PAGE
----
• Only perform exercises on sides and joints that are listed in the care plan or physician orders. (example: “left shoulder only” would exclude the right shoulder).
  • Repeat exercises only as many times as directed in the care plan (example: three reps).

Step 4: Flexion and extension (up and down motion) of the shoulder.

  • Straighten the patient’s arm flush against their side and lay it flat on the bed.
  • Cup underneath the patient’s elbow with one hand and cup underneath their wrist with your other hand.
  • Raise their arm at the shoulder joint above their head and towards the head of the bed as if they were needing to ask a question.
  • Gently lower the arm back down to its original position on the bed.
  • Repeat as necessary.
ROM arm starting positionStarting position
ROM shoulder flexion and extensionAsking a question

Step 5: Abduction and adduction (side to side motion) of the shoulder.

  • Straighten the patient’s arm flush against their side and lay it flat on the bed.
  • Cup underneath the patient’s elbow with one hand and cup underneath their wrist with your other hand.
  • Move the arm sideways and away from their body at the shoulder joint as if they were making a snow angel.
  • Gently move the arm back to its original position on the bed.
  • Repeat as necessary.
ROM arm starting positionStarting position
ROM shoulder abduction and adductionSnow angel

Step 6: Flexion and extension (up and down motion) of the elbow.

  • Keep the patient’s elbow on the bed with their palm facing up throughout this exercise.
  • Straighten the patient’s arm flush against their side and lay it flat on the bed.
  • Cup underneath the patient’s wrist with your hand.
  • Lift their lower arm straight up and bring it towards their shoulder by bending it at the elbow joint as if they were flexing their bicep muscle.
  • Gently move the arm back to its original position on the bed.
  • Repeat as necessary.
ROM arm starting positionStarting position
ROM elbow flexion and extensionBicep flex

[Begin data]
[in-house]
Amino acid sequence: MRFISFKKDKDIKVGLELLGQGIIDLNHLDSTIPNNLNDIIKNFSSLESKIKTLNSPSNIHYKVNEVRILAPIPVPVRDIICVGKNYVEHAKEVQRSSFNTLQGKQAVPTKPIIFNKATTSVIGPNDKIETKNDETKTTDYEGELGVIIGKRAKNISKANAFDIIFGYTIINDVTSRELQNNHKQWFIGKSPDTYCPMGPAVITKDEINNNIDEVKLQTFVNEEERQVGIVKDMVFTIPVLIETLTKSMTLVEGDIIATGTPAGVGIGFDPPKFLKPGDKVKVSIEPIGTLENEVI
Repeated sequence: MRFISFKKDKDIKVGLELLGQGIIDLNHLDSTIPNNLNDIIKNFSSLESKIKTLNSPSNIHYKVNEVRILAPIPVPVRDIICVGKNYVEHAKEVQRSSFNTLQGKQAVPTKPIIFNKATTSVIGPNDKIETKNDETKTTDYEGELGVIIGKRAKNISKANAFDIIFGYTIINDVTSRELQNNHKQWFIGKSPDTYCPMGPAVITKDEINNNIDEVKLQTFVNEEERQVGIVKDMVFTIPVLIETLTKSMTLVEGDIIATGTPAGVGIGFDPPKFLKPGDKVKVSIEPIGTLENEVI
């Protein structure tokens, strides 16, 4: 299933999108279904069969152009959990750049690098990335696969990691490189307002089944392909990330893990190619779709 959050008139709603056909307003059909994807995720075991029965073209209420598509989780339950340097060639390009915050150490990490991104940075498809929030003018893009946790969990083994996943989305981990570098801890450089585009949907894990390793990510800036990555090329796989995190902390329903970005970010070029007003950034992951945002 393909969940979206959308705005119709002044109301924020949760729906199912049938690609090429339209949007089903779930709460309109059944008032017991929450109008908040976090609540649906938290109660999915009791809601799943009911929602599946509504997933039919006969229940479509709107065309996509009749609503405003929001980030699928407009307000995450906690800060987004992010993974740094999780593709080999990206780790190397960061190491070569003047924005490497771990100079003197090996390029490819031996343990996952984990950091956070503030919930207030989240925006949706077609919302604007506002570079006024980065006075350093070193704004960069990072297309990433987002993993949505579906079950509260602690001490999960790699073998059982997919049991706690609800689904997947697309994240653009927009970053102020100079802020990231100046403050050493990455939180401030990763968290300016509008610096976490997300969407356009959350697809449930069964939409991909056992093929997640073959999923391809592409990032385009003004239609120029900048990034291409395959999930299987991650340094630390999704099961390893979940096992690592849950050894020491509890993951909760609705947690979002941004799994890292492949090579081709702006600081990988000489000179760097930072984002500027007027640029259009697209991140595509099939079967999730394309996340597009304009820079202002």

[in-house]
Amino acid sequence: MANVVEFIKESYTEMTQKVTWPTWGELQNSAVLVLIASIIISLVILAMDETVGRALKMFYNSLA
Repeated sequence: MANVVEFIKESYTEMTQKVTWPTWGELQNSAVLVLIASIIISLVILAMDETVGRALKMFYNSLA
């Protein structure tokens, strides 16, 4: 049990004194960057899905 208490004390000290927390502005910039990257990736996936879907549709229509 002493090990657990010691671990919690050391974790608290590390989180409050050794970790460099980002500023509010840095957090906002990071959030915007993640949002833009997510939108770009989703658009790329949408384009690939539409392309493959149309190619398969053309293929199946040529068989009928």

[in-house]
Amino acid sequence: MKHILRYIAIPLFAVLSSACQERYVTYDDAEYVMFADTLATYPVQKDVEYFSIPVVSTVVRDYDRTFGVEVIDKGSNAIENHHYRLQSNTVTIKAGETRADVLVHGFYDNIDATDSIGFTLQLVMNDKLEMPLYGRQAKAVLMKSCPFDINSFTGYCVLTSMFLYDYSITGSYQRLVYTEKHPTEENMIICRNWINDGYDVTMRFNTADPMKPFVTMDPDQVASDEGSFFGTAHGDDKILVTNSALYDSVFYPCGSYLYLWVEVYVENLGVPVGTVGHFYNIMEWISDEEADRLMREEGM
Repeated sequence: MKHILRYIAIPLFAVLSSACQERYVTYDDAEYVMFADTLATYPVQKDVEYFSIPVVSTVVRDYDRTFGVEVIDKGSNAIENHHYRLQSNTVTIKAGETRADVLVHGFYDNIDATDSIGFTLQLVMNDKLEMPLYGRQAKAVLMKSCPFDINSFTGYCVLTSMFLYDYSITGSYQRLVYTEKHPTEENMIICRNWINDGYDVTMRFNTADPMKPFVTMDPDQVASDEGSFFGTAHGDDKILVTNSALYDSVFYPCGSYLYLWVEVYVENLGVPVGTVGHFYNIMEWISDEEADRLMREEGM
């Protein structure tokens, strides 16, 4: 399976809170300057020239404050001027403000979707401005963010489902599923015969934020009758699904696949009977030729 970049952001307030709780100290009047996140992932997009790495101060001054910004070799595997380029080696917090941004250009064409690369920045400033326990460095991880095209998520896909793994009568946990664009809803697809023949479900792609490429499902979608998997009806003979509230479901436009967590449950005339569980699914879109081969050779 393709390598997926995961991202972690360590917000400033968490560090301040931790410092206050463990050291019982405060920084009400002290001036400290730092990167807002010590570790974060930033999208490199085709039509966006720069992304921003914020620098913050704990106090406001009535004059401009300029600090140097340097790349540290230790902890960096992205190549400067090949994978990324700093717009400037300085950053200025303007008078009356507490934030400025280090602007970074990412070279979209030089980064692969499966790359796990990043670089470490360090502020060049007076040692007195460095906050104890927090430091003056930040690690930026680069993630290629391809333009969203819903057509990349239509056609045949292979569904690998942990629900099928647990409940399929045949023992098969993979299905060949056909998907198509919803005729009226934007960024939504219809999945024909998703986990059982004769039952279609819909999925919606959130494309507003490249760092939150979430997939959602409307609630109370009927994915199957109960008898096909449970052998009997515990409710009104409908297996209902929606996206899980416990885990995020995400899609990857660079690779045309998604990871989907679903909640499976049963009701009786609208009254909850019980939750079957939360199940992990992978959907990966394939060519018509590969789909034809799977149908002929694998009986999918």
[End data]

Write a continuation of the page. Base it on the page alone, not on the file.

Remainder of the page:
Step 7: Flexion and Extension (up and down motion) of the wrist.

  • Keep the patient’s elbow on the bed with their palm facing up throughout this exercise.
  • Straighten the patient’s arm flush against their side and lay it flat on the bed.
  • Cup underneath the patient’s forearm with one hand.
  • Lift their lower arm straight up by bending it at the elbow joint.
  • With your other hand, curl their fingers into a fist and gently grip their fist.
  • Bend their fist forward to the point of resistance without causing pain as if they were knocking on a door.
  • Then bend their fist backwards to the point of resistance without causing pain as if they were twisting the throttle of a motorcycle.
  • Return the fist back to its original position.
  • Repeat as necessary.
  • After all of the reps are done, gently place the patient’s lower arm back onto the bed.
ROM wrist flexion and extension forwardKnocking on a door
ROM wrist flexion and extension backwardRevving a motorcycle

Step 8: Flexion and extension (up and down motion) of the hip and knee.

  • Straighten the patient’s leg flush against the bed.
  • Cup underneath their knee with one hand.
  • Cup underneath their ankle with your other hand.
  • Lift their thigh (upper leg) up from the bed by bending at the hip joint while simultaneously keeping the calf (lower leg) straight by bending at the knee joint. This motion should bring their knee towards their chest as if they were climbing up a step.
  •  Return the leg back to its original position.
  • Repeat as necessary.
ROM leg starting positionStarting position
ROM hip and knee flexion and extensionClimbing a step